Maya Vadiveloo

  • Associate Professor
  • Department of Nutrition, Byte Lab
  • Phone: 401.874.2992
  • Email:
  • Office Location: Fogarty Hall, Rm 201A
  • Website


Big Data and Eating Decisions (Byte) Lab

Courses Taught

  • NUT 395: Nutrition in the Lifecycle II
  • NUT 550/650: Epidemiology of Nutrition and Chronic Disease


Maya Vadiveloo, Ph.D., RD, is an Associate Professor in the Department of Nutrition at the University of Rhode Island. She is a registered dietitian and nutritional epidemiologist whose research focuses on using behavioral theory to favorably influence food choices, dietary quality, weight control, and eventually cardiovascular health.

She is interested in using population-level data to develop strategies that make it easier for consumers to choose healthy foods that are tasty and filling with the ultimate goal of helping individuals and populations develop lifelong dietary patterns that they enjoy and that promote healthy body weights.

Maya’s research in the Big Data and Eating Decisions lab employs a variety of research methods, including epidemiological analyses, laboratory and online studies, and qualitative methods.

Maya Vadiveloo Curriculum Vitae


Dr. Vadiveloo is the Principal Investigator of the Big Data and Eating Decisions (Byte) lab. Her research group focuses on dietary assessment, diet quality, and modifying factors in the environment to favorably influence diet quality and obesity.

Drawing largely on sources of secondary data from large population studies, the goal of her lab is to develop interventions and recommendations that promote improvements in dietary quality, weight control, and cardiometabolic health at the population level.

The lab’s work spans domains including the role of dietary variety and energy density in promoting dietary quality, factors that influence purchasing decisions in food retail environments, and the role of weight discrimination in promoting metabolic dysregulation. The lab also investigates the influence of food policy on consumer decision making and public health.


  • Postdoctoral Fellow, Harvard T.H. Chan School of Public Health, 2013-2015
  • Ph.D., Nutrition (emphasis in epidemiology), New York University, 2013
  • M.S., Nutrition and Dietetics, Boston University, 2008
  • Registered Dietitian (RD) Certification, 2008
  • B.A., Human Biology, Brown University, 2005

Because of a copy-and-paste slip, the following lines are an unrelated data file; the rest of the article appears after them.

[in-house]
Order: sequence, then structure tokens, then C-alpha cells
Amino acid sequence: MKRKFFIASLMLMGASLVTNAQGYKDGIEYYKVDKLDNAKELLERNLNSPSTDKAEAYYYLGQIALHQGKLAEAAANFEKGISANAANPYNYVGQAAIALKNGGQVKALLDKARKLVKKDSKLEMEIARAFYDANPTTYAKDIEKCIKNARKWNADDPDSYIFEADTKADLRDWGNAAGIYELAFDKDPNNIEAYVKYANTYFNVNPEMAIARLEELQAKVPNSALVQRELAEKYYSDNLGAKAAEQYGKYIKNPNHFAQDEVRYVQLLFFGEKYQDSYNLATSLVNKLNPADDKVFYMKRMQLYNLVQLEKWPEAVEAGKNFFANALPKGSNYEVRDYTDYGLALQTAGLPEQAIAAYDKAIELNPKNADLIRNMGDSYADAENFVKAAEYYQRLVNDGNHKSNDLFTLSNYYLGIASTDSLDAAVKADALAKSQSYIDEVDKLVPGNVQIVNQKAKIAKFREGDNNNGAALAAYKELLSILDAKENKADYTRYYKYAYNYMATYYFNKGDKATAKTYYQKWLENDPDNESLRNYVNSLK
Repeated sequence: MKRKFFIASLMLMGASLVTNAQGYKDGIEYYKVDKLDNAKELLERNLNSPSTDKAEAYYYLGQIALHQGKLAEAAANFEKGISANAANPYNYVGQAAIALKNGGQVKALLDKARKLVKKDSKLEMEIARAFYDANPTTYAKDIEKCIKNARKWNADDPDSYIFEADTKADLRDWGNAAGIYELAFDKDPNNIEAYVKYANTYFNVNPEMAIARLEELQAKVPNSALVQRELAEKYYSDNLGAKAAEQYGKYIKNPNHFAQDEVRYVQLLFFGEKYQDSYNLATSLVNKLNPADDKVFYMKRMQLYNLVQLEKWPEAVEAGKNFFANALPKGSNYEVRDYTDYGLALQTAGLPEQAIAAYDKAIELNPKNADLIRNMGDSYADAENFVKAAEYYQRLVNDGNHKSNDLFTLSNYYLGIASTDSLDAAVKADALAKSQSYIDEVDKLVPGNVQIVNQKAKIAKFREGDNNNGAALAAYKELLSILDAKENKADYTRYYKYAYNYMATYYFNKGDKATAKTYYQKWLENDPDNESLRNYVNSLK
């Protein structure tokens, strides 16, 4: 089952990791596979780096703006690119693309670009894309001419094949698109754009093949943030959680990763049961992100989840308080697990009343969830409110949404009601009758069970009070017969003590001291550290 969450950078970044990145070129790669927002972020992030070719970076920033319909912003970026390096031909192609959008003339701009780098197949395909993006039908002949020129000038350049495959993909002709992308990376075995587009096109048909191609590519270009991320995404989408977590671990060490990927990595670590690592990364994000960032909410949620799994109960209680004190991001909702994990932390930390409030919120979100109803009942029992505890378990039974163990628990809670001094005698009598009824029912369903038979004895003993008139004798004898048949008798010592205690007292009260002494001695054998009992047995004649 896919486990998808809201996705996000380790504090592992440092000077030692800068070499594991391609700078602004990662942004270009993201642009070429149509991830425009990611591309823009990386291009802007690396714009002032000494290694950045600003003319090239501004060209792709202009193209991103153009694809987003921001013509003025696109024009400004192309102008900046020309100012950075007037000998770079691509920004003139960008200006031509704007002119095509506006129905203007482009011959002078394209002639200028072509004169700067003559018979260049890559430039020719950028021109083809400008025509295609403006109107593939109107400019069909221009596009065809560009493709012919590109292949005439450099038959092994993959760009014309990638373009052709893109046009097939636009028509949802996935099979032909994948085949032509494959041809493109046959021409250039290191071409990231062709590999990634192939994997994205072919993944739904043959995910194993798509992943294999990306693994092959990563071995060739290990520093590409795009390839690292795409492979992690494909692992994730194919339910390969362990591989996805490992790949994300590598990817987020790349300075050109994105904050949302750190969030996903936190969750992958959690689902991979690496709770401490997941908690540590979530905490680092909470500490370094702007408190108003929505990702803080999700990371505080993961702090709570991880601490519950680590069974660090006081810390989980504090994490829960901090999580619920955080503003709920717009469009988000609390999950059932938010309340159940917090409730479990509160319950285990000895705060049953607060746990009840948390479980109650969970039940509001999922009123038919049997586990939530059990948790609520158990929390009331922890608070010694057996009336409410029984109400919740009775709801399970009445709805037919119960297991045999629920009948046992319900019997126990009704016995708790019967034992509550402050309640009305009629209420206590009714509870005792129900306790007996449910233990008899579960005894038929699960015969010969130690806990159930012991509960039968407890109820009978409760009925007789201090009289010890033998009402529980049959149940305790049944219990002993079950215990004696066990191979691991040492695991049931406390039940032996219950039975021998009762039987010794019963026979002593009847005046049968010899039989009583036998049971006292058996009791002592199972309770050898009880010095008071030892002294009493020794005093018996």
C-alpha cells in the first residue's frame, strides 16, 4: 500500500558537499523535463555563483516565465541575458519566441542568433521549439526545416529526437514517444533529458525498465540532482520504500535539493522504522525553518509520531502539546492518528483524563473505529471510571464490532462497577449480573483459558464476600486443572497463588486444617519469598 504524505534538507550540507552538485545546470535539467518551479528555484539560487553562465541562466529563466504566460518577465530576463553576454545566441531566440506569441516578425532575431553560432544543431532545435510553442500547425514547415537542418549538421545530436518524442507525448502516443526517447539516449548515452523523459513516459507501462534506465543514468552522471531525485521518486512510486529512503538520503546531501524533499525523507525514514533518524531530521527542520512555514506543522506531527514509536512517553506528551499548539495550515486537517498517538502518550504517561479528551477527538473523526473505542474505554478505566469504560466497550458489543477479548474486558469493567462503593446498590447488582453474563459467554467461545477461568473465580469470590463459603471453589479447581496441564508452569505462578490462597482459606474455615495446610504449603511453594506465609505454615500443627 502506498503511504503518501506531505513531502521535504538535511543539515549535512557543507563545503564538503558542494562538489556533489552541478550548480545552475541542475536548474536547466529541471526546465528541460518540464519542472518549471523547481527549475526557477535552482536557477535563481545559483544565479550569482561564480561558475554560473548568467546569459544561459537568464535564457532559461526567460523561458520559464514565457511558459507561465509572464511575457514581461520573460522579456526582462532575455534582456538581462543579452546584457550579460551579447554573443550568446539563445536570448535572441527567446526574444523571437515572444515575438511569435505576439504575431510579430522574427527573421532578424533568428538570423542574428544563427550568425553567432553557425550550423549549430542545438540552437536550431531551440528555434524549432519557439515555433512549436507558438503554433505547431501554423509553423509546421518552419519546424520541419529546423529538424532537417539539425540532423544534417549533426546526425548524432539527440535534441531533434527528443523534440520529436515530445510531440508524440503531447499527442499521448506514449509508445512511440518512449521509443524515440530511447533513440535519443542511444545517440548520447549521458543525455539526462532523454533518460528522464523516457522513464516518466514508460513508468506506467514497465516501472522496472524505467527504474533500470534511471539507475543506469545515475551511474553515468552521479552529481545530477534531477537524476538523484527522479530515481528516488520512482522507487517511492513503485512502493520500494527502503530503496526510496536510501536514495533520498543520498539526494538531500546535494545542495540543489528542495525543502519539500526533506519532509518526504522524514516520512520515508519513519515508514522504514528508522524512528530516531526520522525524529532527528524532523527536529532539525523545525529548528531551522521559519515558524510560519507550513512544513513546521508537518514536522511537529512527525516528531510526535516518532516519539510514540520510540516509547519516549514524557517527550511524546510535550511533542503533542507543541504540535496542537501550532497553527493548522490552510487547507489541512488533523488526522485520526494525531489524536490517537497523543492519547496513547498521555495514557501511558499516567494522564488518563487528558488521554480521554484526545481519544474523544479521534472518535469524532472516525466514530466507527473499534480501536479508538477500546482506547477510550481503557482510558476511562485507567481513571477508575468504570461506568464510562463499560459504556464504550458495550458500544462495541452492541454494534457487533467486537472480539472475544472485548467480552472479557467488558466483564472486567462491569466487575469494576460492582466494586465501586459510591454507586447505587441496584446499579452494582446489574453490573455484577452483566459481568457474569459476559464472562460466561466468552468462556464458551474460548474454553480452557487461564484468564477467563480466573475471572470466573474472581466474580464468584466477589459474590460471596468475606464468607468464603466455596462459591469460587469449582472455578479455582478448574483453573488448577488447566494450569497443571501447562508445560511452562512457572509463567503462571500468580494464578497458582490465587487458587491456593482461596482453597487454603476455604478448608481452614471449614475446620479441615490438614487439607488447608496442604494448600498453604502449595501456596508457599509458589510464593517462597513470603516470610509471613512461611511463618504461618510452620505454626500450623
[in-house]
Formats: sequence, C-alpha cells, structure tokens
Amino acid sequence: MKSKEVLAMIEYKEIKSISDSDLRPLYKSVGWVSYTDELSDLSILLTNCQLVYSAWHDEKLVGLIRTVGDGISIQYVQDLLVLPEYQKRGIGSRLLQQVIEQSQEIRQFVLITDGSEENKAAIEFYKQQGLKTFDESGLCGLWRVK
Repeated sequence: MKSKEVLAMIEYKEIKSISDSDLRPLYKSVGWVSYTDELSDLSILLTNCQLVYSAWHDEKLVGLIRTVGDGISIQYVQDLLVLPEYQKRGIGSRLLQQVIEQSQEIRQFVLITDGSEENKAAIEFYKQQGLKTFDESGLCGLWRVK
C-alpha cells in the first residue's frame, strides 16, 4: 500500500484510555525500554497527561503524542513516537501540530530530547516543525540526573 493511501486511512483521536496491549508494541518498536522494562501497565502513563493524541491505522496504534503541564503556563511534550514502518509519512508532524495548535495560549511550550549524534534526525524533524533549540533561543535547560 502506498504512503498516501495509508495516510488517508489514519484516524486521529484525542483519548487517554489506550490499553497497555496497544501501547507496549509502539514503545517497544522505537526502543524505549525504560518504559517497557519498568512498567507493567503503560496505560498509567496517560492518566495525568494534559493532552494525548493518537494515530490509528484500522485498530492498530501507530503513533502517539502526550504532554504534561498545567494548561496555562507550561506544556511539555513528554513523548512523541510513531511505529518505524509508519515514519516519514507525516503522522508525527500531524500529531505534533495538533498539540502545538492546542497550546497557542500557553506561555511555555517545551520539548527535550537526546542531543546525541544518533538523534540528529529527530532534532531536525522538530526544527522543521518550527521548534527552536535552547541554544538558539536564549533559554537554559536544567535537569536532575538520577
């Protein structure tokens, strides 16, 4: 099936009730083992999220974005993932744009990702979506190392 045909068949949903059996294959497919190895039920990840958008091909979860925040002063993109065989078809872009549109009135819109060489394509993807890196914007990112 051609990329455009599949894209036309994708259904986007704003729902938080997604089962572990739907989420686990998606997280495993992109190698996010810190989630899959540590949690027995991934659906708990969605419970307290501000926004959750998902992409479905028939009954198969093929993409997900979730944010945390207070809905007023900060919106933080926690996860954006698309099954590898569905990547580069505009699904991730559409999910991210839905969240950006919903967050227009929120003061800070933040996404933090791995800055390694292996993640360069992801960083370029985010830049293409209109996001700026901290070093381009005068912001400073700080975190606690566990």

Selected Publications

Vadiveloo MK, Guan X, Parker HW, Perraud E, Buchcanan A, Atlas S, and Thorndike AN. Evaluating the effect of individually-targeted food incentives on grocery purchases: The Smart Cart Study protocol for a randomized controlled cross-over trial. Contemporary Clinical Trials. 2020;91.

Vadiveloo M, Perraud E, Parker HW, Juul F, Parekh N. Geographic Differences in the Dietary Quality of Food Purchases among Participants in the Nationally Representative Food Acquisition and Purchase Survey (FoodAPS). Nutrients. 2019. May 20; 11(6).

Guan X, Atlas SA, Vadiveloo M. Targeted retail coupons influence category-level food purchases over 2-years. Int J Behav Nutr Phys Act. 2018 Nov 15;15(1):111

Vadiveloo M, Malik V, Spiegelman D, Willett W, Mattei J. Trends in sales, nutrients, and consumer preferences for traditional and enhanced grill menu items in a worksite cafeteria setting. Preventive Medicine Reports. 2017 Sep 11;8: 140-147.

Nowlin SY*, Cleland CM, Vadiveloo M, D’Eramo Melkus G, Parekh N, Hagan H. Explaining racial/ethnic dietary patterns in relation to type 2 diabetes: an analysis of NHANES 2007-2012. Ethn Dis. 2016 Oct 20;26(4):529-536.

Vadiveloo M and Mattei J. Perceived weight discrimination and 10-year risk of allostatic load among US adults. Annals of Behavioral Medicine. 2017 51(1): 94-104.

Vadiveloo M, Campos H, Mattei J. The role of variety and quality in seasoning on intake of beans and rice among Costa Rican Adults. Nutrition Research. 2016 Aug;36(8):780-8.

Vadiveloo M, Sacks FM, Champagne CM, Bray, GA, Mattei J. Increasing healthful dietary variety is associated with greater long-term reductions in adiposity among weight-loss participants in the POUNDS Lost trial. Journal of Nutrition. 2016 Aug;146(8):1552-9.

Vadiveloo M and Parekh N. Dietary Variety: An Overlooked Strategy for Obesity and Chronic Disease Control. American Journal of Preventive Medicine. 2015 Sep 2. Epub ahead of print.

Vadiveloo M, Parekh N, Mattei J. Consumption of a greater variety of healthful foods is associated with metabolic syndrome and its components in U.S. adults. Journal of Nutrition. 2015 Mar;145(3):555-63.